The majority, however, would assess those patent law issues according to “antitrust policies.” According to the majority, this is what the Court did in Line Material—i.e., it “accommodat[ed]” antitrust principles and struck a “balance” between patent and antitrust law. Ante, at 9. But the Court in Line Material did no such thing. Rather, it explained that it is “well settled that the possession of a valid patent or patents does not give the patentee any exemption from the provisions of the Sherman Act beyond the limits of the patent monopoly.” 333 U. S., at 308 (emphasis added). It then, in the very next sentence, stated that “[b]y aggregating patents in one control, the holder of the patents cannot escape the prohibitions of the Sherman Act.” Ibid. That second sentence follows only if such conduct—the aggregation of multiple patents—goes “beyond the limits of the patent monopoly,” which is precisely what the Court concluded. See id., at 312 (“There is no suggestion in the patent statutes of authority to combine with other patent owners to fix prices on articles covered by the respective patents” (emphasis added)). The Court stressed, over and over, that a patent holder does not violate the antitrust laws when it acts within the scope of its patent. See id., at 305 (“Within the limits of the patentee’s rights under his patent, monopoly of the process or product by him is authorized by the patent statutes”); id., at 310 (“price limitations on patented devices beyond the limits of a patent monopoly violate the Sherman Act” (emphasis added)).
The majority suggests that “[w]hether a particular restraint lies ‘beyond the limits of the patent monopoly’ is a conclusion that flows from” applying traditional antitrust principles. Ante, at 10. It seems to have in mind a regime where courts ignore the patent, and simply conduct an antitrust analysis of the settlement without regard to the validity of the patent. But a patent holder acting within the scope of its patent does not engage in any unlawful anticompetitive behavior; it is simply exercising the monopoly rights granted to it by the Government. Its behavior would be unlawful only if its patent were invalid or not infringed. And the scope of the patent—i.e., what rights are conferred by the patent—should be determined by reference to patent law. While it is conceivable to set up a legal system where you assess the validity of patents or questions of infringement by bringing an antitrust suit, neither the majority nor the Government suggests that Congress has done so.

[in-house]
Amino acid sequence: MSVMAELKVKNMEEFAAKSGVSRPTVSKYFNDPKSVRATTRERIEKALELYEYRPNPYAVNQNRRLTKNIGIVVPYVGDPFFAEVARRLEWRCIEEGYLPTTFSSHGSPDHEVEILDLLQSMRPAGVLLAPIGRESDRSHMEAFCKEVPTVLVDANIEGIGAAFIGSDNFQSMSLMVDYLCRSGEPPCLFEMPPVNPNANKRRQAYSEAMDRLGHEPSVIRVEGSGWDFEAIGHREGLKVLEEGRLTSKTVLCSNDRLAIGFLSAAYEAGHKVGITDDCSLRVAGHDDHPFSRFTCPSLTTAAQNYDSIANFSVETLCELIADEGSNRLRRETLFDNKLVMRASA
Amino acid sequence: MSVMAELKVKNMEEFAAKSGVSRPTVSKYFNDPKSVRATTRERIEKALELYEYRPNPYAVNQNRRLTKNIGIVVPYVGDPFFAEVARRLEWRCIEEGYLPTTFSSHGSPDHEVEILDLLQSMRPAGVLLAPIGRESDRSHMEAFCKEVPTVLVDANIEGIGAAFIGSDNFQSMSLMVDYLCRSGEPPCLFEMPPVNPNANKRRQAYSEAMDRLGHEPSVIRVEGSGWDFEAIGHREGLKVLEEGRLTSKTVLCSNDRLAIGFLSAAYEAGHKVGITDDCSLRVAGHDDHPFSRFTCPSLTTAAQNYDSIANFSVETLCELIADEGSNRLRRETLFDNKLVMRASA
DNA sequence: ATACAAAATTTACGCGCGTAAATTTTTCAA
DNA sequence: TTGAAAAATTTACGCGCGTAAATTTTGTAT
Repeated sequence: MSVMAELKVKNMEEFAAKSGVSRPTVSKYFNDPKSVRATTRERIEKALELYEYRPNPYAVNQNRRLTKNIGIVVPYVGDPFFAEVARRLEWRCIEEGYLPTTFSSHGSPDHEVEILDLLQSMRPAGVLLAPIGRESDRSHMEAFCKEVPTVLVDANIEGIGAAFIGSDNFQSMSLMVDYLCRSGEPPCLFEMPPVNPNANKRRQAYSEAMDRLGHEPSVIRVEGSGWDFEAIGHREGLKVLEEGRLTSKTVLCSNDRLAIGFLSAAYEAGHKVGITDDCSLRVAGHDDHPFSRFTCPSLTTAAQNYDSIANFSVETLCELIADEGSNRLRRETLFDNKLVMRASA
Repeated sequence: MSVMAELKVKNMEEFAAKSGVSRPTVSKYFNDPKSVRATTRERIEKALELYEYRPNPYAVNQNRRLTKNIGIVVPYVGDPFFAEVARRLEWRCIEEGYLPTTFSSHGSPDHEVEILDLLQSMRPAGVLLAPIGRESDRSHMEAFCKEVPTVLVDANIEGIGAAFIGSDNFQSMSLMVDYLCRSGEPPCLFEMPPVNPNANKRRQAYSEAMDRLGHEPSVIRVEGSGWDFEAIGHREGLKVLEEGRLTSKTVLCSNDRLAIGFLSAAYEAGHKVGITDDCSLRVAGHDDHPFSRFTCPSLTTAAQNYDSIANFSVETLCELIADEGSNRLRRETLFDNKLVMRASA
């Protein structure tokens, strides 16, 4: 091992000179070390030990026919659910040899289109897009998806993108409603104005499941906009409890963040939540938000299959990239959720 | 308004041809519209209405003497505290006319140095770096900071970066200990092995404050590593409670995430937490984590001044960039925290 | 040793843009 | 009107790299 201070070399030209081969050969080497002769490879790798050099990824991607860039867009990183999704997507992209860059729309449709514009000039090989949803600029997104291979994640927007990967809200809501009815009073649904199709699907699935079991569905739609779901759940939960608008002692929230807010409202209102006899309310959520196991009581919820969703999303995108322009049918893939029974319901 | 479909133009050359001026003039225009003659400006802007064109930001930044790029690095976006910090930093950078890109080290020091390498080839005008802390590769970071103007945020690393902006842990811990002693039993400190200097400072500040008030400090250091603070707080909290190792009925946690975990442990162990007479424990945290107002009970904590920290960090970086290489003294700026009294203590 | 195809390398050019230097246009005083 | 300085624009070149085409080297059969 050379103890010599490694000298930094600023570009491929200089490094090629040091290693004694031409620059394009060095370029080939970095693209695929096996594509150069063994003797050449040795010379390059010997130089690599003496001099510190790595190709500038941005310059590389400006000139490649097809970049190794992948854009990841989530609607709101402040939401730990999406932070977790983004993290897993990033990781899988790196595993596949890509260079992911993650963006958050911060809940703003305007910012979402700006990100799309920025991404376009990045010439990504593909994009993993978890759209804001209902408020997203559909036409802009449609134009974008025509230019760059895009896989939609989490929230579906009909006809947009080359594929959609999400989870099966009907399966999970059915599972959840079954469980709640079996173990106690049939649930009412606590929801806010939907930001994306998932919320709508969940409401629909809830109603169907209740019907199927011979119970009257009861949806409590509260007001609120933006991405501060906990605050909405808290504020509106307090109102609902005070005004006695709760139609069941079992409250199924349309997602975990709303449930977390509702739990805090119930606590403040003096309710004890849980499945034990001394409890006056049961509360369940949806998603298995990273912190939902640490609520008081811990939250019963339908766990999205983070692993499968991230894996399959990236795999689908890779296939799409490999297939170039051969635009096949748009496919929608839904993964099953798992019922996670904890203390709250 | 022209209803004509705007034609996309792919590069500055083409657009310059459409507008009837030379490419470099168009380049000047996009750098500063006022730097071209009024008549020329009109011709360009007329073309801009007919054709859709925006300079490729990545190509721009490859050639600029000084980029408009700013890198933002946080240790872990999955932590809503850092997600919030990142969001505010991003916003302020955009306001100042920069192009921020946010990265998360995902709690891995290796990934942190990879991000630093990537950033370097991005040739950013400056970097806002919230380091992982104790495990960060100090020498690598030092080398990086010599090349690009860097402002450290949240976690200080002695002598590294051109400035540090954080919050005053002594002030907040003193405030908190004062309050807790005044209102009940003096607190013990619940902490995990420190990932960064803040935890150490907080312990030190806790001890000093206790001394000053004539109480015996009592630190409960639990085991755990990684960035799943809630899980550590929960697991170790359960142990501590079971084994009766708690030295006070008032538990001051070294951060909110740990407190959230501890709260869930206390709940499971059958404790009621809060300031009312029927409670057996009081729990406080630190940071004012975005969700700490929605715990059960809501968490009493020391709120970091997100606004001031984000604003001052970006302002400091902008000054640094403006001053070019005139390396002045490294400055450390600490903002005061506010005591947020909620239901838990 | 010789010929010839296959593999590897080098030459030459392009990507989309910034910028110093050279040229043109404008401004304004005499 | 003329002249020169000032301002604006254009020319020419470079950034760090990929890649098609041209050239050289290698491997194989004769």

Second, the majority contends that “this Court’s precedents make clear that patent-related settlement agreements can sometimes violate the antitrust laws.” Ante, at 10. For this carefully worded proposition, it cites Singer Manufacturing Co., United States v. New Wrinkle, Inc., 342 U. S. 371 (1952) , and Standard Oil Co. (Indiana). But each of those cases stands for the same, uncontroversial point: that when a patent holder acts outside the scope of its patent, it is no longer protected from antitrust scrutiny by the patent.
To begin, the majority’s description of Singer is inaccurate. In Singer, several patent holders with competing claims entered into a settlement agreement in which they cross-licensed their patents to each other, and did so in order to disadvantage Japanese competition. See 374 U. S., at 194–195 (finding that the agreement had “a common purpose to suppress the Japanese machine competition in the United States” (footnote omitted)). According to the majority, the Court in Singer “did not examine whether, on the assumption that all three patents were valid, patent law would have allowed the patents’ holders to do the same.” Ante, at 10. Rather, the majority contends, Singer held that this agreement violated the anti-trust laws because “in important part . . . ‘the public interest in granting patent monopolies’ exists only to the extent that ‘the public is given a novel and useful invention’ in ‘consideration for its grant.’ ” Ibid. (quoting Singer, 374 U. S., at 199 (White, J., concurring)). But the majority in Singer certainly did ask whether patent law permitted such an arrangement, concluding that it did not. See id., at 196–197 (reiterating that it “is equally well settled that the possession of a valid patent or patents does not give the patentee any exemption from the provisions of the Sherman Act beyond the limits of the patent monopoly” and holding that “those limitations have been exceeded in this case” (emphasis added; internal quotation marks omitted)); see also Hovenkamp §7.2b, at 7–8, n. 15 (citing Singer as a quintessential case in which patent holders were subject to antitrust liability because their settlement agreement went beyond the scope of their patents and thus conferred monopoly power beyond what the patent lawfully authorized). Even Justice White’s concurrence, on which the majority relies, emphasized that the conduct at issue in Singer—collusion between patent holders to exclude Japanese competition and to prevent disclosure of prior art—was not authorized by the patent laws. 374 U. S., at 197, 200.